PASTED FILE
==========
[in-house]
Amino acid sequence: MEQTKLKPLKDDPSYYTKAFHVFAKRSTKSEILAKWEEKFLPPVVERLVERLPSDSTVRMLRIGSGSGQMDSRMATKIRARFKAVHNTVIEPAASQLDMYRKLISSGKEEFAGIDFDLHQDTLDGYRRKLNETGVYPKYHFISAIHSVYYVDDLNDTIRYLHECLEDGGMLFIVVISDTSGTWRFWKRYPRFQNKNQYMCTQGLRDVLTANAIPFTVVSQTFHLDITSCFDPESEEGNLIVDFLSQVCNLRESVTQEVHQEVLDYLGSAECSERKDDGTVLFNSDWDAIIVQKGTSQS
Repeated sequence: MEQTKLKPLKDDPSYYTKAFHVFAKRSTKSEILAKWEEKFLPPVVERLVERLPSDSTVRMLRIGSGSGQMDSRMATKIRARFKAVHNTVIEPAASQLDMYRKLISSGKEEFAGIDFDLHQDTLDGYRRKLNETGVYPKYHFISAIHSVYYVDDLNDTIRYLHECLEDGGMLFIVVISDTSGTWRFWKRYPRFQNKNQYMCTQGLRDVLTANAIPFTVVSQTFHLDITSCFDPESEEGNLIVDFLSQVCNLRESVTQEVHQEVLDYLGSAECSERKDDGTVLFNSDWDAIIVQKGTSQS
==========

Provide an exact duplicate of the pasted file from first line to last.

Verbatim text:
[in-house]
Amino acid sequence: MEQTKLKPLKDDPSYYTKAFHVFAKRSTKSEILAKWEEKFLPPVVERLVERLPSDSTVRMLRIGSGSGQMDSRMATKIRARFKAVHNTVIEPAASQLDMYRKLISSGKEEFAGIDFDLHQDTLDGYRRKLNETGVYPKYHFISAIHSVYYVDDLNDTIRYLHECLEDGGMLFIVVISDTSGTWRFWKRYPRFQNKNQYMCTQGLRDVLTANAIPFTVVSQTFHLDITSCFDPESEEGNLIVDFLSQVCNLRESVTQEVHQEVLDYLGSAECSERKDDGTVLFNSDWDAIIVQKGTSQS
Repeated sequence: MEQTKLKPLKDDPSYYTKAFHVFAKRSTKSEILAKWEEKFLPPVVERLVERLPSDSTVRMLRIGSGSGQMDSRMATKIRARFKAVHNTVIEPAASQLDMYRKLISSGKEEFAGIDFDLHQDTLDGYRRKLNETGVYPKYHFISAIHSVYYVDDLNDTIRYLHECLEDGGMLFIVVISDTSGTWRFWKRYPRFQNKNQYMCTQGLRDVLTANAIPFTVVSQTFHLDITSCFDPESEEGNLIVDFLSQVCNLRESVTQEVHQEVLDYLGSAECSERKDDGTVLFNSDWDAIIVQKGTSQS